n the 15th of May 2012, I and a friend decided to see and observe the activities of the All Farmers’ Association of Nigeria (AFAN) Ondo State Chapter. We went out of keen interest to associate with other farmers and see how the association can come up to sensitize the youth more about agriculture.

            Maybe before I share what I experienced, I tell you a brief about AFAN. AFAN is an association for farmers in Nigeria. It is made-up of   what is referred to as commodity associations. The commodity associations are formed based on the commodity a farmer produces. The commodity could be maize, cassava poultry, oil palm, snails etc. Thus under the AFAN you have members of commodity associations such as Snail Farmers’ Association, Poultry Farmers’ Association to mention a few. These commodity associations meet in groups at agreed dates. However, once a month they all come together under the AFAN umbrella to discuss matters related to the progress of the farmers.

            With this background in mind, the meeting had a total of 30 farmers in attendance with 8 been women. One interesting fact I observed was that the meeting was conducted in the local dialect (Yoruba) and this was because of the presence of mostly rural farmers. It is sad though to note that only five out of all of us in attendance were youths. Others were old farmers who were well along in age.

I noted the following during their deliberations:

1.      There was low turn up of the farmers to the meeting

2.      The farmers only show-up when matters related to fund allocation from the government are discussed.

3.      The Bank of Agriculture was slow in processing of loans for the farmers and even when the loans were given they got them at very high interest rate.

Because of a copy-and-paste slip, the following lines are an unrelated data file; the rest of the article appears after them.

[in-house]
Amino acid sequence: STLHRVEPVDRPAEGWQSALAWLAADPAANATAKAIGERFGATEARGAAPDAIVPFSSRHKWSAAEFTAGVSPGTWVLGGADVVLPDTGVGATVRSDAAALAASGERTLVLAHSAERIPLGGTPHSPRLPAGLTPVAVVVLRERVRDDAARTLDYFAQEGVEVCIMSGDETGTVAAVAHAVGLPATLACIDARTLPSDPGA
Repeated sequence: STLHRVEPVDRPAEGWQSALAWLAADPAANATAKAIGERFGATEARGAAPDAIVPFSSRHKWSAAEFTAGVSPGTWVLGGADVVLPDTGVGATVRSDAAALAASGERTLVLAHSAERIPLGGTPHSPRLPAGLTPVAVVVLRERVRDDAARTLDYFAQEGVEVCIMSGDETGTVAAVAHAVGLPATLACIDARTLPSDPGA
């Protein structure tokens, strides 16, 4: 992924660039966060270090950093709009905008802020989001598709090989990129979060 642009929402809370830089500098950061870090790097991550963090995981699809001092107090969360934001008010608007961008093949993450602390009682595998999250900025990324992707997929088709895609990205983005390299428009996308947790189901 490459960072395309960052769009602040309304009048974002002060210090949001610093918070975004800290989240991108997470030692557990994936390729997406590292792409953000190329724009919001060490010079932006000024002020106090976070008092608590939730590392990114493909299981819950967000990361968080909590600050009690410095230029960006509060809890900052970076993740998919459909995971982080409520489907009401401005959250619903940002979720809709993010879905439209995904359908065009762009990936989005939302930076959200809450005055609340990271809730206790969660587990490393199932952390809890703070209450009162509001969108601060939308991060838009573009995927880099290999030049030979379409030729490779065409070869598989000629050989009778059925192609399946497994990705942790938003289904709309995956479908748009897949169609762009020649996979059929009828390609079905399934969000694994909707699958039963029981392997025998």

4.      Civil servants who are not farmers have hijacked loan schemes by the state government in the name of having the requirement for the loans.

5.      The poultry farmers were presently facing the problem of ‘egg gloat’ which has brought business to a halt for them.

Despite all these, the farmers I noticed are not losing hope, but are persistent. The President of the association encouraged networking and partnership with one another and try their hands on loans as a group rather than as individuals. Those present were given information that would prove helpful for them such as

1.      The Agric Credit Scheme by the Apex Bank, Central Bank of Nigeria that had just kicked off

2.      The list of crops and livestock that would have focus as announced by the Federal Government. They included maize, cotton, cattle, wheat, cassava, poultry etc

3.      The guaranteed price list released by the government was also read out to the farmers.

I had the privilege of speaking and I expressed my desire to gain experience from the older farmers but that there was need for them to also work to sensitize young people on the need to actively engage in agriculture despite the challenges that come with it.

It was agreed there and then that this would be incorporated in their radio program in the weeks to come and that a capacity building program would be planned for young people in the state. This gladdened my heart and I cannot wait to be part of the hands that would bring change to agriculture by bringing on board other young people in the near future